Politicians Fraternize With White Supremacists
USA Today - Opinion
March 2, 1999
the impeachment drama finally over, Americans have a chance to
reflect on the nature of modern-day morality. But the sexual inquiries
that have dogged Republicans and Democrats alike shouldn't be
the only issue on our minds.
media didn't invent the Paula Jones or Monica Lewinsky matters,
but the constant drumbeat of media coverage kept the stories alive.
then, has another story died so quickly: the ties of key politicians
to white supremacist organizations?
many Americans know that Rep. Bob Barr, R-Ga., Sen. Jesse Helms,
R-N.C., and Senate Majority Leader Trent Lott, R-Miss., have ties
to a segregationist organization called the Council of Conservative
Citizens. All three of these leaders are Republicans, but the
head of the organization claims that 34 Democratic members of
the Mississippi legislature belong to the CCC.
Helms and Lott - all of whom have delivered speeches to this stunningly
racist organization - have disavowed any support for the group.
Maybe. But Lott's links in particular go back a decade or more,
and include speaking engagements and meeting with the group's
officials in Washington. There has been a small flurry of stories
and opinion articles, but the political fallout pales in comparison
to that of the Washington sex scandals.
easy escape from moral accountability was one of many things that
popped into my mind one recent Monday morning.
the first day of a three-week tour to promote my new book on America's
racial future. I was on my way to give a speech at the Medill
School of Journalism, and I needed to go to Newark Airport. The
cabby who picked me up not only refused to take me there, but
also called me a "mother-(expletive) cheap nigger'' when I refused
to pay the $2.60 on the meter for the honor of being driven four
blocks from my house.
I felt an odd sense of privilege when this incident happened.
I'm the kind of person who knew to get his license number and
write a letter to the Taxi and Limousine Commission. I was thankful
that, unlike some African-Americans, I hadn't heard this kind
of slur from a neighbor, co-worker or assailant, nor had race
curtailed my education or career.
week, America's eyes were on the trial in Jasper, Texas, where
alleged white supremacists dragged a black man to death behind
for every racial incident, there are far more black families left
out of America's prosperity, something the Rev. Jesse Jackson
seeks to address through a "fourth phase" civil rights movement.
incidents like my taxi confrontation and big tragedies like the
death in Jasper are, of course, caused by specific individuals.
But I believe the actions of some prominent Americans let others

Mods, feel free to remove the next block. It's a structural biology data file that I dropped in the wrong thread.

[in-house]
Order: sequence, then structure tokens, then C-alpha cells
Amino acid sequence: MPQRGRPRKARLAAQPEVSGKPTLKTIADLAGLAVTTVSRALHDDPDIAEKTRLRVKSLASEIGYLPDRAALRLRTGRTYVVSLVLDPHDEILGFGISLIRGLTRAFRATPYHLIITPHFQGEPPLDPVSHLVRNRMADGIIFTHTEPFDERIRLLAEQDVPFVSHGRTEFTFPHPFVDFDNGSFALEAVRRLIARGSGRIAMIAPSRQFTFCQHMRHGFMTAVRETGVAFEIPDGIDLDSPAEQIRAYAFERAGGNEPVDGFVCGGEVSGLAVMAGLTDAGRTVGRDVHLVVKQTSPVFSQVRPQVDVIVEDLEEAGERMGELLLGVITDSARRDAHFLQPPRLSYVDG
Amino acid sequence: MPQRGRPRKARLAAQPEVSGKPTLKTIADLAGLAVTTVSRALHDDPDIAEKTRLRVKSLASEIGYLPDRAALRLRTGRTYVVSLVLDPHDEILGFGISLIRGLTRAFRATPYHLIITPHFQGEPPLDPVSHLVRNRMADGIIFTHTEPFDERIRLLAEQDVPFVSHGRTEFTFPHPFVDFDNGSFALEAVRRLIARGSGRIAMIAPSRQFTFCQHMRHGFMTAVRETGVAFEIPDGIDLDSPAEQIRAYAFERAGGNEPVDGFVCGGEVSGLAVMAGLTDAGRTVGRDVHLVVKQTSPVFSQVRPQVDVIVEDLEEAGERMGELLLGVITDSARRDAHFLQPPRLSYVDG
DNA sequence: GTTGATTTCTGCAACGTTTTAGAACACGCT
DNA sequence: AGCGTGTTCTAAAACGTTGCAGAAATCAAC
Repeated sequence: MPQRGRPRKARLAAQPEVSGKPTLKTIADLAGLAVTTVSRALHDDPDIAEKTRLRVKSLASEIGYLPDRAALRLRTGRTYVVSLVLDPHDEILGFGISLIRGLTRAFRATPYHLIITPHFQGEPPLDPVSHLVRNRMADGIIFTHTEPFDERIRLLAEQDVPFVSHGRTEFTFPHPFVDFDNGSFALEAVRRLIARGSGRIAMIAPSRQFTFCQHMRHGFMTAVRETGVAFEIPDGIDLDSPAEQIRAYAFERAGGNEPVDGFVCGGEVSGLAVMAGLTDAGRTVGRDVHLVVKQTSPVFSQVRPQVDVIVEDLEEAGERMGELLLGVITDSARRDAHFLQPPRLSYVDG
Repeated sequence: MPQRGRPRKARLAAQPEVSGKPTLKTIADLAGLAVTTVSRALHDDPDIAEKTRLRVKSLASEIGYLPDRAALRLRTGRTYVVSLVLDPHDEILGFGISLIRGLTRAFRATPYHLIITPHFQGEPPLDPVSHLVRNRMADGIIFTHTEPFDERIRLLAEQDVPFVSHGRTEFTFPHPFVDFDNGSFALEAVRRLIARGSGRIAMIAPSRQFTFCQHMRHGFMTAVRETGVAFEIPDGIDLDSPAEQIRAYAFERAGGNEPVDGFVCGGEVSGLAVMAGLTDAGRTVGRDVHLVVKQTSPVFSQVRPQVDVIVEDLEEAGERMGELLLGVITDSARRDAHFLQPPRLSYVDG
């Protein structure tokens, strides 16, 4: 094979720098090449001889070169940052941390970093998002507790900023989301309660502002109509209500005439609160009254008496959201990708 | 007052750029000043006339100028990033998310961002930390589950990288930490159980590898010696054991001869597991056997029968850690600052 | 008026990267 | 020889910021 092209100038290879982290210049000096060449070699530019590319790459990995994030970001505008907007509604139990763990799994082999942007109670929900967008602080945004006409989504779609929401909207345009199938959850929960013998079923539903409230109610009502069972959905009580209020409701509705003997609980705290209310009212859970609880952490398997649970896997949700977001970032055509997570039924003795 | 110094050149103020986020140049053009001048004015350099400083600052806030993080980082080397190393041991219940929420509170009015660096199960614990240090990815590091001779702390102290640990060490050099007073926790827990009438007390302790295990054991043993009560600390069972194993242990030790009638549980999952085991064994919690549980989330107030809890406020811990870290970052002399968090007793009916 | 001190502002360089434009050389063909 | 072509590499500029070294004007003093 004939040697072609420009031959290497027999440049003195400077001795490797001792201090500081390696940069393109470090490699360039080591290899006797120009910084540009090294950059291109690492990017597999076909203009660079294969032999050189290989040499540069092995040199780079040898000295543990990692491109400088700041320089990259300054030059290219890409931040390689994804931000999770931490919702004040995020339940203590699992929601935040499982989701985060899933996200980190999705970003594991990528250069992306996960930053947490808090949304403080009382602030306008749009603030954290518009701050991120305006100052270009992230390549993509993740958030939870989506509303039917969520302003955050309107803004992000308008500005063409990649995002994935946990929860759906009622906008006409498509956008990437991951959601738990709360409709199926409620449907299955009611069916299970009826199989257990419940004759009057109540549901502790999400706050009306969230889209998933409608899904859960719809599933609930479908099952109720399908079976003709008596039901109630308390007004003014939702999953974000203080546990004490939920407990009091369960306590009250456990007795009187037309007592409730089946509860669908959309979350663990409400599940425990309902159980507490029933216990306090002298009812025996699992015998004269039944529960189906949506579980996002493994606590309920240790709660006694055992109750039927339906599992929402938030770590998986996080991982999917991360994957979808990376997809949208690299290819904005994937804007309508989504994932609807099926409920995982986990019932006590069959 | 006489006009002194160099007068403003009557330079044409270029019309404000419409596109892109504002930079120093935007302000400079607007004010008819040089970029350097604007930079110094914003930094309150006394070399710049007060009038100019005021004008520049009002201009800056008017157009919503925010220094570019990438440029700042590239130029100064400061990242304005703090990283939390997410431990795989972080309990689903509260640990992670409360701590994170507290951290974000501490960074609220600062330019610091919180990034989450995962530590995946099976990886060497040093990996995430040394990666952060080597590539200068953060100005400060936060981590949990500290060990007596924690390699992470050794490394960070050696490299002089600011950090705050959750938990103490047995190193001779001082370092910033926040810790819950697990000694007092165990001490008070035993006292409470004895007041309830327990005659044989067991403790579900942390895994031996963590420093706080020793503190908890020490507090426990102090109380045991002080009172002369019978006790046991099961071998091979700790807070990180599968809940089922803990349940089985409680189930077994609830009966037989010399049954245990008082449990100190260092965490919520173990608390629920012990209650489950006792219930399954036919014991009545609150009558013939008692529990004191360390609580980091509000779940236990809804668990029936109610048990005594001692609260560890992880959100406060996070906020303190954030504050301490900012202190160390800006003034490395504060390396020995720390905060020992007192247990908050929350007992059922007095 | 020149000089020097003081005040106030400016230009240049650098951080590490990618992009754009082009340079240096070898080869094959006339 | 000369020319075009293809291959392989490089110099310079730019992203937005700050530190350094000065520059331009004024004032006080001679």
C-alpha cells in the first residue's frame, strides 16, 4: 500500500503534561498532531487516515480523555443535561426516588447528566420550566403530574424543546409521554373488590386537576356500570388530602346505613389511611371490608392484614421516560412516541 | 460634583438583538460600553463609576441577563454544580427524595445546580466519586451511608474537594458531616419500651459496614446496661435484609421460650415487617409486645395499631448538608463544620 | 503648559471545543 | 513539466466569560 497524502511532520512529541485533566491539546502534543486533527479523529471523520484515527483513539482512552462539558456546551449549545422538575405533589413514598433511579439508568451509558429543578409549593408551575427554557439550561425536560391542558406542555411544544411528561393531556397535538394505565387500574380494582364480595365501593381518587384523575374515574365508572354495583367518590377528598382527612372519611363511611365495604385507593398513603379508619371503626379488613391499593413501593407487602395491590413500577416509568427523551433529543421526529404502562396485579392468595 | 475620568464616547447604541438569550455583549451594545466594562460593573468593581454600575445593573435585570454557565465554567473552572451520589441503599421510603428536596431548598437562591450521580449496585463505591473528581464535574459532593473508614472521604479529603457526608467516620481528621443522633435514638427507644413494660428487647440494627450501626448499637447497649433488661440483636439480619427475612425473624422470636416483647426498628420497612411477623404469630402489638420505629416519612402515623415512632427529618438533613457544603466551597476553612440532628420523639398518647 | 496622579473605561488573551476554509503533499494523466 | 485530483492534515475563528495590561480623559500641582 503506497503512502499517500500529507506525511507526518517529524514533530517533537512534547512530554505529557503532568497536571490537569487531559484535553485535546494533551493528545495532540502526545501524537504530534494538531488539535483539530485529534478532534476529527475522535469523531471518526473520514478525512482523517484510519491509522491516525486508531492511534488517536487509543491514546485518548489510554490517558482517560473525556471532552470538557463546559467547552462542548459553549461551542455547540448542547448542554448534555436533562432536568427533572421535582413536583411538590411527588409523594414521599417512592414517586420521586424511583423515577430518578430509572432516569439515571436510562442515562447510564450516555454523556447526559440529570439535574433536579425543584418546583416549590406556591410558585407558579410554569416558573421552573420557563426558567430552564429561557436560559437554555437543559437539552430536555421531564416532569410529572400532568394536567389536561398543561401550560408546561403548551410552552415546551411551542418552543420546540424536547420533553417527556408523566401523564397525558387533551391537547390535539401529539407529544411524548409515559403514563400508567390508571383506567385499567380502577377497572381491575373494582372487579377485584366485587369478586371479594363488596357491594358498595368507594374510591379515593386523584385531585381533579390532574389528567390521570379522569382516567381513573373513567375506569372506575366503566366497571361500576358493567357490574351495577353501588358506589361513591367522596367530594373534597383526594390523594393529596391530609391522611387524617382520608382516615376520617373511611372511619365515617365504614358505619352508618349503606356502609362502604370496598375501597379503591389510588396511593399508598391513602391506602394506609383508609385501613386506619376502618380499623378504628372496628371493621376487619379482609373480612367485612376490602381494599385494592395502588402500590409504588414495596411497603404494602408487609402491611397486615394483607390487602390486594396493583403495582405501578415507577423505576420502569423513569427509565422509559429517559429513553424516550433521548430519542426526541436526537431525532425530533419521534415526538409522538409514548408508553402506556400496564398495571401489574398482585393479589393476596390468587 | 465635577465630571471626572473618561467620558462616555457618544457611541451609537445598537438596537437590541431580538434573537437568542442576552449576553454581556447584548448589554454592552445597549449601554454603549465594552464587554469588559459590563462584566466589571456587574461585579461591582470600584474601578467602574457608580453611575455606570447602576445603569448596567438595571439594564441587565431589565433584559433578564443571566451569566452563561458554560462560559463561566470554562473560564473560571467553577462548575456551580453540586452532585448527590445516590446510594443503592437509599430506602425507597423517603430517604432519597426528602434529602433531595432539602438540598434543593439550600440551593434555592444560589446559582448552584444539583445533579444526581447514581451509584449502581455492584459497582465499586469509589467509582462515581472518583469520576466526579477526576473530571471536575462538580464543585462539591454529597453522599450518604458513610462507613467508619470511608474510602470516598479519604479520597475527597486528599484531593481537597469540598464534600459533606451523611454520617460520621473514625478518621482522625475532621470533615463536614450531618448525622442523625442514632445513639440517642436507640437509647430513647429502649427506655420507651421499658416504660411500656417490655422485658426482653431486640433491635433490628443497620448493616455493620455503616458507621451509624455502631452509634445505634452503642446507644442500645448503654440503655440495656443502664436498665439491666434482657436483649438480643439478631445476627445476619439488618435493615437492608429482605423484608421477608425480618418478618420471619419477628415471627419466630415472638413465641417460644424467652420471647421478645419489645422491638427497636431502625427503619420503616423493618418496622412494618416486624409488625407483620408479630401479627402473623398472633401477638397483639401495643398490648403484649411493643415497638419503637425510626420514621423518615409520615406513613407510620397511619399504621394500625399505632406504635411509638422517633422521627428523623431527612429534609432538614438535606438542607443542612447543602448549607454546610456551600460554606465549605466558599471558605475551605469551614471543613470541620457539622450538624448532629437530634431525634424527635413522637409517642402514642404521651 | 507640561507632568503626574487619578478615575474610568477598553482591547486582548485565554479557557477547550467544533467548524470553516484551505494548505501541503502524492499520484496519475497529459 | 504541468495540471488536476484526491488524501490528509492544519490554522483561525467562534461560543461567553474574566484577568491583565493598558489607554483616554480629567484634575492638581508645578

think that blatant racism is still acceptable.
who aimed to impeach the president avowed that political leaders
set the moral tone for the country. If so, those leaders entangled
with groups like the CCC have a lot of explaining to do. It is
not enough for them to quickly disavow a group this hateful. The
CCC, which is anti-immigrant and anti-integration, states (as
might be expected) that whites are superior to blacks.
the position I found most interesting was its fear that the white
race in America was becoming extinct. Its chief columnist, H.
Millard, calls interracial relationships "genocide via the bedroom
chamber" for white Americans, and he compares this to the Holocaust.
reality of the matter is that America is becoming far more racially
mixed. In 50 years, this country will be less than half white.
Some of these Americans will be racially mixed, but most of them
will be black, Latino, Asian or Native American. The idea of a
"majority-minority'' America is the nightmare of groups like the
CCC that envision this future America as a "slimy brown mass of
group's arguments aren't subtle, and its leaders claim their group
isn't small. The CCC boasts 15,000 members; Mississippi Gov. Kirk
Fordice has spoken to the group. I strongly believe politicians
and leaders who fraternize with white supremacists give permission
for others to act out their racist fantasies.
not only of Jasper, but also about what happened to a couple I
interviewed for my book.
and Jaime Johnson, an interracial couple in Thomasville, Ga.,
buried their dead infant in her family's all-white church cemetery.
The deacons of the church - who were not removed or censured -
asked that the body of this "half-breed" be dug up. The deacons
were able to escape moral accountability in their small town,
just as some Washington leaders are able to escape accountability
in the national arena.
racial disputes are about nothing less than American identity.
we a country that judges people on the content of their character,
or are we willing to agree with those who are claiming the only
true Americans are those with pale skin?
ludicrous that we are still debating these issues at the turn
of the millennium. But the actions of some on Capitol Hill indicate
we have a long way to go before we can comfortably accept America's
increasing diversity. It is critical for us to apply the calls
for moral and political accountability in Washington to issues
of race as well.
Farai Chideya's new book is The Color of Our Future.
1999 USA TODAY, a division of Gannett Co. Inc.